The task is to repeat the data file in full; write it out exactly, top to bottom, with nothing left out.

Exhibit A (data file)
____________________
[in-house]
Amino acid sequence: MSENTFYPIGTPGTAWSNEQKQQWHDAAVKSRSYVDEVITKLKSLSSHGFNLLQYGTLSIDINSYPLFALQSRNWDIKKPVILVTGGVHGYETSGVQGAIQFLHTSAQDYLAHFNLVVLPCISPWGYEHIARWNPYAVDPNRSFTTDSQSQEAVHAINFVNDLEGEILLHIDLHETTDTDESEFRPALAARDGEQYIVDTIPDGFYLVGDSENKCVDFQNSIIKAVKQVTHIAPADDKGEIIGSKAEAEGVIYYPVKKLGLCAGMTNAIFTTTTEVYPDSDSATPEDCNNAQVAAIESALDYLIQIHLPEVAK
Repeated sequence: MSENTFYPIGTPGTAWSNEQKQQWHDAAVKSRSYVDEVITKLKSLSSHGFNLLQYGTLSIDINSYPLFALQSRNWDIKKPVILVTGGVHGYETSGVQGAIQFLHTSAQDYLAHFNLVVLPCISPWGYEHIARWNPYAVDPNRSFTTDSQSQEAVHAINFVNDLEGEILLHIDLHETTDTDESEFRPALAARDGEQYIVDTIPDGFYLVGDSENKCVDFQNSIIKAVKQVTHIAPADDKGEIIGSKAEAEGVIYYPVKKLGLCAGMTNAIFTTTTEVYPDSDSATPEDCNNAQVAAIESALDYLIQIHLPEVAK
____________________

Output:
[in-house]
Amino acid sequence: MSENTFYPIGTPGTAWSNEQKQQWHDAAVKSRSYVDEVITKLKSLSSHGFNLLQYGTLSIDINSYPLFALQSRNWDIKKPVILVTGGVHGYETSGVQGAIQFLHTSAQDYLAHFNLVVLPCISPWGYEHIARWNPYAVDPNRSFTTDSQSQEAVHAINFVNDLEGEILLHIDLHETTDTDESEFRPALAARDGEQYIVDTIPDGFYLVGDSENKCVDFQNSIIKAVKQVTHIAPADDKGEIIGSKAEAEGVIYYPVKKLGLCAGMTNAIFTTTTEVYPDSDSATPEDCNNAQVAAIESALDYLIQIHLPEVAK
Repeated sequence: MSENTFYPIGTPGTAWSNEQKQQWHDAAVKSRSYVDEVITKLKSLSSHGFNLLQYGTLSIDINSYPLFALQSRNWDIKKPVILVTGGVHGYETSGVQGAIQFLHTSAQDYLAHFNLVVLPCISPWGYEHIARWNPYAVDPNRSFTTDSQSQEAVHAINFVNDLEGEILLHIDLHETTDTDESEFRPALAARDGEQYIVDTIPDGFYLVGDSENKCVDFQNSIIKAVKQVTHIAPADDKGEIIGSKAEAEGVIYYPVKKLGLCAGMTNAIFTTTTEVYPDSDSATPEDCNNAQVAAIESALDYLIQIHLPEVAK